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Murray Beith Murray is a leading Scottish private client law firm.

For over 160 years we have specialised in meeting the legal, financial and administrative needs of individuals and families, family trusts, charities and private companies.

2 minutes reading time (415 words)

The Pitfalls of Joint Bank Accounts

Joint bank accounts are a popular option amongst couples and other groups of people who have a shared responsibility for paying bills, such as housemates. They can also be useful when someone is assisting an elderly relative in managing his or her finances. andrew

A joint bank account has two or more people named as holders. Depending on the terms and conditions of the account, each person named on the account is usually able to pay money in and take money out.

These types of accounts undoubtedly offer some advantages, such as providing a straightforward way of sharing money and meeting expenses, however there are also several potential issues of which it is important to be aware.

First of all, unless controls are set up in advance to prevent it, one account holder could decide to withdraw all the money from the account without the knowledge or consent of the other holders, who will have limited options for getting their money back.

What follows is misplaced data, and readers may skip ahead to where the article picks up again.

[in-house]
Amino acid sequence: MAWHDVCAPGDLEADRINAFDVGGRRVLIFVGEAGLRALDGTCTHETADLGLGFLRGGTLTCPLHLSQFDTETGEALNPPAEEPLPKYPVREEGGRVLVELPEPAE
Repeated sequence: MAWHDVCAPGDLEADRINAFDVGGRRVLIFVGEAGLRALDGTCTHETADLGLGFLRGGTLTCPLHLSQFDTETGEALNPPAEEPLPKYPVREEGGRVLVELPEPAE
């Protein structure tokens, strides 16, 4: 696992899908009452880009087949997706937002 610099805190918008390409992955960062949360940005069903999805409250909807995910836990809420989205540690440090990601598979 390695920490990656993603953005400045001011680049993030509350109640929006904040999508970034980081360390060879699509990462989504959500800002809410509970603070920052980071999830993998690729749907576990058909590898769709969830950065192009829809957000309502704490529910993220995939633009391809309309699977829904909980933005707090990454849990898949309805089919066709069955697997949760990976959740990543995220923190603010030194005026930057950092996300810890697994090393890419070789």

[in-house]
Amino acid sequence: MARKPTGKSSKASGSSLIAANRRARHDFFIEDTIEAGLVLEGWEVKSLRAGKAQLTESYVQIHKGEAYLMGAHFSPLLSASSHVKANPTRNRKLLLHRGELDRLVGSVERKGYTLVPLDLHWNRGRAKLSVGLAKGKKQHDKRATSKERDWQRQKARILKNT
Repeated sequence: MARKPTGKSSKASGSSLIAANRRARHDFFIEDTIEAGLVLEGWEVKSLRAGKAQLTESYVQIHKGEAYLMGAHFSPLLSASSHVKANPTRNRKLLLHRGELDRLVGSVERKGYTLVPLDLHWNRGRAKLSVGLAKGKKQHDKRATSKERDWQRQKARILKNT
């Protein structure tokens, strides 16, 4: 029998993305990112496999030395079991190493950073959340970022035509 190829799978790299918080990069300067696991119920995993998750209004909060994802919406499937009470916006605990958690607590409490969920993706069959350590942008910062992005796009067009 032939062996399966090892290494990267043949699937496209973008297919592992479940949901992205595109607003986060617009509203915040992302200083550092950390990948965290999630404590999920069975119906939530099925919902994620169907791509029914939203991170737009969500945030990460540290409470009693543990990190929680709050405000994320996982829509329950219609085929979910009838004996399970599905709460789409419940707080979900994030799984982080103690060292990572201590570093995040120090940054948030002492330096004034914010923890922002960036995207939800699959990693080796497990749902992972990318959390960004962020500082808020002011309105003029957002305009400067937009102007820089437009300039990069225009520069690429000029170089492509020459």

In addition, each account holder is jointly and severally liable for any debt on the account, which means that the bank could pursue any of the named holders for full payment of a debt.

This can come as a surprise to many joint account holders. In fact, research conducted by M&S Bank and website savvywoman.co.uk found that over 71% of joint account holders questioned were not aware of this liability. The same situation arises if a couple with a joint account split up – they can both be pursued for full payment of any debt, not just half.

A further area of complication can occur if one of the account holders dies. When this happens, the bank will normally transfer the account into the name of the surviving account holder(s) even if that does not reflect the terms of the deceased’s Will.The deceased’s share of the account balance will still count as part of his or her estate and will need to be taken into account when calculating any inheritance tax liability. In this regard, it is important to be aware that there are very different rules in Scots and English Law regarding who owns the funds in a joint bank account.

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Murray Beith Murray is one of Scotland’s leading private client law firms. For over 160 years we have specialised in meeting the legal, financial and administrative needs of individuals and families, family trusts, charities and private companies. Contact us today to find out more about how we can help you.

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